04/30/2009 - They won't break your legs for a late payment, but, beyond that, credit card companies can resemble the most abusive loan sharks. Usurious interest rates, dunning notices, surprise fees, arbitrary cuts in credit lines, and other dark practices have only gotten worse since the economy's collapse, hitting even cardholders with good credit who always pay their bills on time. Add to this the fact that Bank of America, Citigroup, and other large financial companies that issue credit cards have received billions in taxpayer bailouts—while rewarding executives with extravagant compensation—and it's hard to imagine a less sympathetic adversary.
Sensing the mood is ripe, the US House is expected today to vote on a credit cardholder's bill of rights. Co-sponsored by Representatives Barney Frank of Newton and Carolyn Maloney of New York, the bill would end the most egregious practices that have enraged consumers. The list is long: applying payments only to the lowest-interest balances and letting high-interest charges mount; changing the rules on late fees; applying multiple fees for a single credit-limit violation; and something called "universal default," which triggers a spike in interest rates because of a late payment on an unrelated bill, such as an electric or gas bill.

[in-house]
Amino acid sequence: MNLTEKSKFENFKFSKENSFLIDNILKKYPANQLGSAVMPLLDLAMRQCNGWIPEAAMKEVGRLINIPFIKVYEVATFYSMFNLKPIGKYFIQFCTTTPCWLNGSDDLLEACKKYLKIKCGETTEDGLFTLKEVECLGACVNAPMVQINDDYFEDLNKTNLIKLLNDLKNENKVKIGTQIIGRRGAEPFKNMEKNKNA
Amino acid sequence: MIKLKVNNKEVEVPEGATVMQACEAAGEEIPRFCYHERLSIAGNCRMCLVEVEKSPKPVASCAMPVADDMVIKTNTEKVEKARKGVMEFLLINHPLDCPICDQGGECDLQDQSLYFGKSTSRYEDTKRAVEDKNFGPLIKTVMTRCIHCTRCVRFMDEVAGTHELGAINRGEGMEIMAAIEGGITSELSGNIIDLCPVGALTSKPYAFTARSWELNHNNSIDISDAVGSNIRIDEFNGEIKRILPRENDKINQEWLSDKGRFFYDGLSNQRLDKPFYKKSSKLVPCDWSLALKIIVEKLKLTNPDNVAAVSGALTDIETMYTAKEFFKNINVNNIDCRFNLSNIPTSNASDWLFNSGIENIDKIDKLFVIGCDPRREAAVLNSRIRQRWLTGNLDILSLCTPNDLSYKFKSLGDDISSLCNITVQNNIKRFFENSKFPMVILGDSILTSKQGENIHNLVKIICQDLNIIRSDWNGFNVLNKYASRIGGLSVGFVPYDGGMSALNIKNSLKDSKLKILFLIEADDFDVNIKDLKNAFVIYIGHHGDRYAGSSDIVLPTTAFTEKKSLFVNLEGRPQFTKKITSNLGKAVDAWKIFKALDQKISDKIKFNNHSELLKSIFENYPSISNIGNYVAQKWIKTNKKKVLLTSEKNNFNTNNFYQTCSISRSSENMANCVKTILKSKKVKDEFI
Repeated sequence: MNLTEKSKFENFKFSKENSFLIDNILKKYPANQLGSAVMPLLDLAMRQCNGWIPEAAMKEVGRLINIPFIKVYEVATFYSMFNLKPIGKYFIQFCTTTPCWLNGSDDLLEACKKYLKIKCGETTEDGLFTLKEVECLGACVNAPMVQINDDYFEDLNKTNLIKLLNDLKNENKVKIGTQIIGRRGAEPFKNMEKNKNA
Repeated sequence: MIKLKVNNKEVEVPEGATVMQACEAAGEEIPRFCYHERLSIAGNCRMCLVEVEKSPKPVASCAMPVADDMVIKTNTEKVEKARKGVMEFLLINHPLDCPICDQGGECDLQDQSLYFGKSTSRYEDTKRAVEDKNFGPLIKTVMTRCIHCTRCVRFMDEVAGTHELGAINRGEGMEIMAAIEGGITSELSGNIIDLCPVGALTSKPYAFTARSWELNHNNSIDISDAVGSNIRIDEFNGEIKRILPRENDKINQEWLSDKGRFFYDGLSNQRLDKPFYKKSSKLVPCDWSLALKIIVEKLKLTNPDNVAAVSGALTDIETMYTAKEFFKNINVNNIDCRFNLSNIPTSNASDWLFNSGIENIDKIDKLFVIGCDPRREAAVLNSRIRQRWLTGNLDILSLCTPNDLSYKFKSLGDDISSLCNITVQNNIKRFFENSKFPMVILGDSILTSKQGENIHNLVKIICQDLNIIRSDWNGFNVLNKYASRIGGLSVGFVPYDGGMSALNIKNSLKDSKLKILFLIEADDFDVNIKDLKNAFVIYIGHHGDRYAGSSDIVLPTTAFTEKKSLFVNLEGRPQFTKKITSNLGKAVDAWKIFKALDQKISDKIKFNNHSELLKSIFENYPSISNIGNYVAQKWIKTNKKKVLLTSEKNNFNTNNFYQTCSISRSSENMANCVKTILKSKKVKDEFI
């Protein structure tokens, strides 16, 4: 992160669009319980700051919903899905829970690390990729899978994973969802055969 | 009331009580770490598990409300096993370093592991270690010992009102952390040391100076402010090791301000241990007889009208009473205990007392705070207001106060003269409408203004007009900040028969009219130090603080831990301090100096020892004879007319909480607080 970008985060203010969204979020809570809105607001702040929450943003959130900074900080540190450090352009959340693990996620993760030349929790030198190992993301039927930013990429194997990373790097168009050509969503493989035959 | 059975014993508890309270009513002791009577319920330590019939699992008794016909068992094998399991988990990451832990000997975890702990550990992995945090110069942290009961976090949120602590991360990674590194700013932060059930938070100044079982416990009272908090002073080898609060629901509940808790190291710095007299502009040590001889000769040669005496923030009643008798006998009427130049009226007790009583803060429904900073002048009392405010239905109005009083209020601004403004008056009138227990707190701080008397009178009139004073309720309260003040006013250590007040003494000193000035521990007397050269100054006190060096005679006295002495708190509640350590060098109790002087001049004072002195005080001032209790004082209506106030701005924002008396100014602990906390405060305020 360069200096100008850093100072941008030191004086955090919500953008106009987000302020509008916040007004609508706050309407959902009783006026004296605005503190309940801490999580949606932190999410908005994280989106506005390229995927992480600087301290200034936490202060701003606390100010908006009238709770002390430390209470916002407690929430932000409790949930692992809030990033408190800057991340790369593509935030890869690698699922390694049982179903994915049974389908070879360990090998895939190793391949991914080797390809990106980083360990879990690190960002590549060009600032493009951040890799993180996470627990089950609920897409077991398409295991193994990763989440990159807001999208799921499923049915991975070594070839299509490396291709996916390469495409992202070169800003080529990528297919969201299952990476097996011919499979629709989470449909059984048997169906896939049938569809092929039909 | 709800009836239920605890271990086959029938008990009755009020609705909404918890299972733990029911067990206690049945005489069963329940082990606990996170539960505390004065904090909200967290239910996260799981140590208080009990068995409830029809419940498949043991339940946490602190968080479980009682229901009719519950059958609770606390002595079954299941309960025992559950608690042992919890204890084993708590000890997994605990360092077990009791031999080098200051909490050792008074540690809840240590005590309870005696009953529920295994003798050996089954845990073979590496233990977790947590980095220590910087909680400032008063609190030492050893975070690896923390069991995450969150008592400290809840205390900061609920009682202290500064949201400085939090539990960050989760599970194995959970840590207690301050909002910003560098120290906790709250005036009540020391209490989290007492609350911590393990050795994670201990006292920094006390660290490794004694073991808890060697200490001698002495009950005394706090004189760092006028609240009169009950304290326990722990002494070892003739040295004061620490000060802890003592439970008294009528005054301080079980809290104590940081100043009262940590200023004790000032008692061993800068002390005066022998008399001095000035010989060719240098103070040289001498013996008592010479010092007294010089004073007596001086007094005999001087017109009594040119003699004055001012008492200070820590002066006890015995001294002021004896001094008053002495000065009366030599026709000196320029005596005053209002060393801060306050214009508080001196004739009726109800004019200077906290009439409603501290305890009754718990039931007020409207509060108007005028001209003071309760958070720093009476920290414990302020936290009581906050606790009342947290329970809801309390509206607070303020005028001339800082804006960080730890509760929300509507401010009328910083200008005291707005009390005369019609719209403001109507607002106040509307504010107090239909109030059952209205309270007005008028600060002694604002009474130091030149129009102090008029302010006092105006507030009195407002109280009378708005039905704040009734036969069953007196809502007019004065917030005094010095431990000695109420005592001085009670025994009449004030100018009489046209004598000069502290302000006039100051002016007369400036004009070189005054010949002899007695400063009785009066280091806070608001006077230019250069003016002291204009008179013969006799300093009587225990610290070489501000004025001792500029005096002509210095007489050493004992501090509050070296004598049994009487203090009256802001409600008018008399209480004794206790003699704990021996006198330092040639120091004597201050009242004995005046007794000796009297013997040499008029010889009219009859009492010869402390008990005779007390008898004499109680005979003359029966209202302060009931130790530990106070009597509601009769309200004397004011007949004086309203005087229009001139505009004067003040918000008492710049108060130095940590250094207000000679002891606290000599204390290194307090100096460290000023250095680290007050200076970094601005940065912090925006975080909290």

* * *
The banks call the legislation anticompetitive, but consumers are the ones with few choices. A survey last month by the Pew Charitable Trusts found that 93 percent of the nation's 663 million cardholder agreements allow the company to raise any interest rate at any time for any reason.
Read the full editorial Rein in These Card Sharks on the Boston Globe's Web site.
Pew is no longer active in this line of work, but for more information visit the Safe Credit Cards Project on PewHealth.org.